Interestingly, with Romney's lead having diminished significantly in Florida over the past two weeks and with Hurricane Sandy forcefully highlighting the stark contrast between the candidates regarding the value and necessity if not the mere existence of FEMA in a state which has perhaps the greatest dependence on federal storm relief efforts in the nation, a 3rd path has now emerged which could provide for some interesting election night television:

    Path #3: Obama comes from behind to win Florida. This scenario would require only that Obama win the three states in which his present leads are widest (Wisconsin at 5.0%, Pennsylvania at 4.6%, and Michigan at 3.5%), resulting in 276 electoral votes.

    For Romney to unseat Obama, he not only would have to hold the three states in which he presently leads, Florida, North Carolina, and Virginia bringing his electoral vote total to 248, but also steal victories in both Colorado where Obama's lead rose yesterday to 0.9% and in either Ohio (where Obama's lead has settled today at 2.4%, up from Thursday's 2.3%) or in Pennsylvania (where Romney's campaign suggested earlier this week that Obama's significant lead of 4.6% may be vulnerable). By so doing, Romney's electoral vote total would reach 275 or 277, respectively.

    Romney's Pennsylvania strategy, however, may be a highly-marketed feint designed to counter Obama's anticipated re-allocation of campaign resources to a quantifiably softening political landscape in Florida.

    In any event, should Romney fail to steal either Ohio or Pennsylvania he could overcome this shortfall by capturing the four other states in which Obama's current leads are smallest (Colorado at 1.0%, New Hampshire at 2.0%, Iowa at 2.0%, and Nevada at 2.7%) resulting in an electoral vote total of 273.

    FiveThirtyEight this morning estimates the chance of Election Day victory for each candidate as follows: Obama 80.9% (up from Wednesday's 79.0%) and Romney 19.1% (down from Wednesday's 21.0%).

    FiveThirtyEight now also projects that on Election Day the final electoral tally will be as follows: Obama 303 (up by 4 from Wednesday's 299) and Romney 235 (down by 4 from Wednesday's 239).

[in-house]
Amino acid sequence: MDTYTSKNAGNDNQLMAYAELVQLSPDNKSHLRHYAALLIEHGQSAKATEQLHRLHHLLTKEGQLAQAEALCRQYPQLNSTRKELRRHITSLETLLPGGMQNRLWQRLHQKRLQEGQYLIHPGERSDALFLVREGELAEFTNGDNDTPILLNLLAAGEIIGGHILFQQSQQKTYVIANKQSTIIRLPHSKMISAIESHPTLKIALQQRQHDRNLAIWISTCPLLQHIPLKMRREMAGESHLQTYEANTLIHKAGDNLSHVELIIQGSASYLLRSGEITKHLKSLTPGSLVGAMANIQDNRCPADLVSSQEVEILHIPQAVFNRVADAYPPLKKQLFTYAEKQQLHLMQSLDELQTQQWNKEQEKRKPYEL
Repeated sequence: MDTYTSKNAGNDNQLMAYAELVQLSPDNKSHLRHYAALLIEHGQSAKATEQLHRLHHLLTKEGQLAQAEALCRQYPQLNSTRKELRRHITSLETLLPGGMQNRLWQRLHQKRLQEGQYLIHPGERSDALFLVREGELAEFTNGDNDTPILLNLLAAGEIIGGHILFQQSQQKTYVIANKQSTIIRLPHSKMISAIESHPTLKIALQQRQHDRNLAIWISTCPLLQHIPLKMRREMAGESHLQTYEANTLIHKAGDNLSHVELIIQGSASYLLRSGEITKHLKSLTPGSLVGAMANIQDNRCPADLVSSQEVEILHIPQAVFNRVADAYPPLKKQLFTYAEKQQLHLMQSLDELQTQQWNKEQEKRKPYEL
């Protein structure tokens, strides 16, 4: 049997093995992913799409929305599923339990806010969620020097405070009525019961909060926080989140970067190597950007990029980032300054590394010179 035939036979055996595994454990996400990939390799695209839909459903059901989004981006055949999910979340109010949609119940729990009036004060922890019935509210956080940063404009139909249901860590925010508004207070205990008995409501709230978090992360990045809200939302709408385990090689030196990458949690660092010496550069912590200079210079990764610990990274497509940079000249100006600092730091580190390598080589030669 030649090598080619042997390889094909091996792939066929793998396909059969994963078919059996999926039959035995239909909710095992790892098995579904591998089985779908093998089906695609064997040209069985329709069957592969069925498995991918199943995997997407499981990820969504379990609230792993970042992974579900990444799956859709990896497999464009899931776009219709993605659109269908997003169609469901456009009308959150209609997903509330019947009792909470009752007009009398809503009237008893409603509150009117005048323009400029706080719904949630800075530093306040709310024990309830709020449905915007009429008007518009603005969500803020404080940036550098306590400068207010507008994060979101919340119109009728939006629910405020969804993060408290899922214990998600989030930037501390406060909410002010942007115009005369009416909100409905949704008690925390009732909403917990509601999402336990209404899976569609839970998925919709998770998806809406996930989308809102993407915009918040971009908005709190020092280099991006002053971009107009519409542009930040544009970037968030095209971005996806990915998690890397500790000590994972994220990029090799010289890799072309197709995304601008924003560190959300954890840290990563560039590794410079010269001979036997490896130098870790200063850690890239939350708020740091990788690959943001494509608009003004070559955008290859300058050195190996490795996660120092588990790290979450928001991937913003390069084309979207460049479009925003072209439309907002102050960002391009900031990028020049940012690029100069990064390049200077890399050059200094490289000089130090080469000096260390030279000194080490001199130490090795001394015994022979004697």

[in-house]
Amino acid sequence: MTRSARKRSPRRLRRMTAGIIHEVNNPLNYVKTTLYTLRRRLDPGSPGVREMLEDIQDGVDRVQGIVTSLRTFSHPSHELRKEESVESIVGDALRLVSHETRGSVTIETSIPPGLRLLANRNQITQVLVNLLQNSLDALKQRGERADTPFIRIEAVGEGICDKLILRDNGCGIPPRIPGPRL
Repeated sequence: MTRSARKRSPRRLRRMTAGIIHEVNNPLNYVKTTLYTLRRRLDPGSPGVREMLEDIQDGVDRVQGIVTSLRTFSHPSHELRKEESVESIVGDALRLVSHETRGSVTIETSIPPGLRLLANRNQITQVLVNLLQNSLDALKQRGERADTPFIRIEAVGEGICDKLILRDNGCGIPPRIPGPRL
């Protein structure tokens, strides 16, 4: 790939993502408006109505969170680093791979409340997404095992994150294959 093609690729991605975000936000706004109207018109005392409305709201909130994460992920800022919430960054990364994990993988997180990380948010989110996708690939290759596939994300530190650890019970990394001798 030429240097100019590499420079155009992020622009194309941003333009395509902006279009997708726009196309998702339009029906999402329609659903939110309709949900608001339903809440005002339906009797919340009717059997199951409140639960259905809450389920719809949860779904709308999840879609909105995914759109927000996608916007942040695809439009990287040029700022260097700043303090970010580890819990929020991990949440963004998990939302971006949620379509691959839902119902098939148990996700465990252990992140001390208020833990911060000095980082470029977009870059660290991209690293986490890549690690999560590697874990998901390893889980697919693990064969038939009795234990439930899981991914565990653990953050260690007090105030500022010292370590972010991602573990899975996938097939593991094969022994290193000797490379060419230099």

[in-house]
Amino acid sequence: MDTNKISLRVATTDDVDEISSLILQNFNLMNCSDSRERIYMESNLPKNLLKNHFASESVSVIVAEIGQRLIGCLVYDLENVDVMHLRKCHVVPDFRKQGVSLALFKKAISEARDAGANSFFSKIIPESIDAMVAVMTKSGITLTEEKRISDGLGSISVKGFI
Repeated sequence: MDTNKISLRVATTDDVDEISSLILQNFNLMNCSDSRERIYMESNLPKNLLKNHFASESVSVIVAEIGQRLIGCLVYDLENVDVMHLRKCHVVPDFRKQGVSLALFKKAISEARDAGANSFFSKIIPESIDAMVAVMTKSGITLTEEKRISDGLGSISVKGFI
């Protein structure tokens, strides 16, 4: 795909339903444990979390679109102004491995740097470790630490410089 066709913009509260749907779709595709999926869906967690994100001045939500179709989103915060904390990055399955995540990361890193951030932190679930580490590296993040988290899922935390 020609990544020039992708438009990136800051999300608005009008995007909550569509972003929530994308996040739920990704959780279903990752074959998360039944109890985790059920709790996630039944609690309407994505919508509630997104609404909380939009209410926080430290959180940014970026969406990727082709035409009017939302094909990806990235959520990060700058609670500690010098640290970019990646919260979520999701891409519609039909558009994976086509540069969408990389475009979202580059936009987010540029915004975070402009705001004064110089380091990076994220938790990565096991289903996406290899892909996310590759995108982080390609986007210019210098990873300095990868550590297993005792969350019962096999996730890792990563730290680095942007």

Lastly, although it makes no difference in terms of the final result which can only be determined by the Electoral College, FiveThirtyEight currently predicts a national popular vote distribution on Election Day as follows: Obama 50.5% (up from Wednesday's 50.4%) and Romney 48.4% (down from yesterday's 48.6%).

    With only 78 hours of campaigning left, and with this morning's published October jobs report playing to predictably mixed reviews (economy adding more jobs than expected; unemployment rate ticking up one tenth of one percent to 7.9%), holdout voters may now be left to nothing more than the proverbial 'feel in their gut' as Tuesday approaches.

     

    [/QUOTE]


    It ain't over  till the fat lady sings !

     

     
  3. You have chosen to ignore posts from ThatWasMe. Show ThatWasMe's posts

    Re: Numbers look great for Obama

    In response to dcr400m's comment:
    [QUOTE]

    This is a great analysis......Tuesday looks good for the President

    Real Clear Politics (RCP) consistently has been the "go-to" source for accurate averaged daily polling data for both FOXNEWS and NBCNEWS. With only 78 hours left to go in the 2012 presidential campaign, RCP continues to report Obama leading in eight of their 11 toss-up states with Romney leading in three.

    In descending order of 'percentage of lead' in favor of Obama, followed in ascending order of 'percentage of lead' in favor of Romney, here are the published averaged numbers from RCP as of 5:00pm EST together with the most recent FiveThirtyEight election night probabilities of victory for either candidate: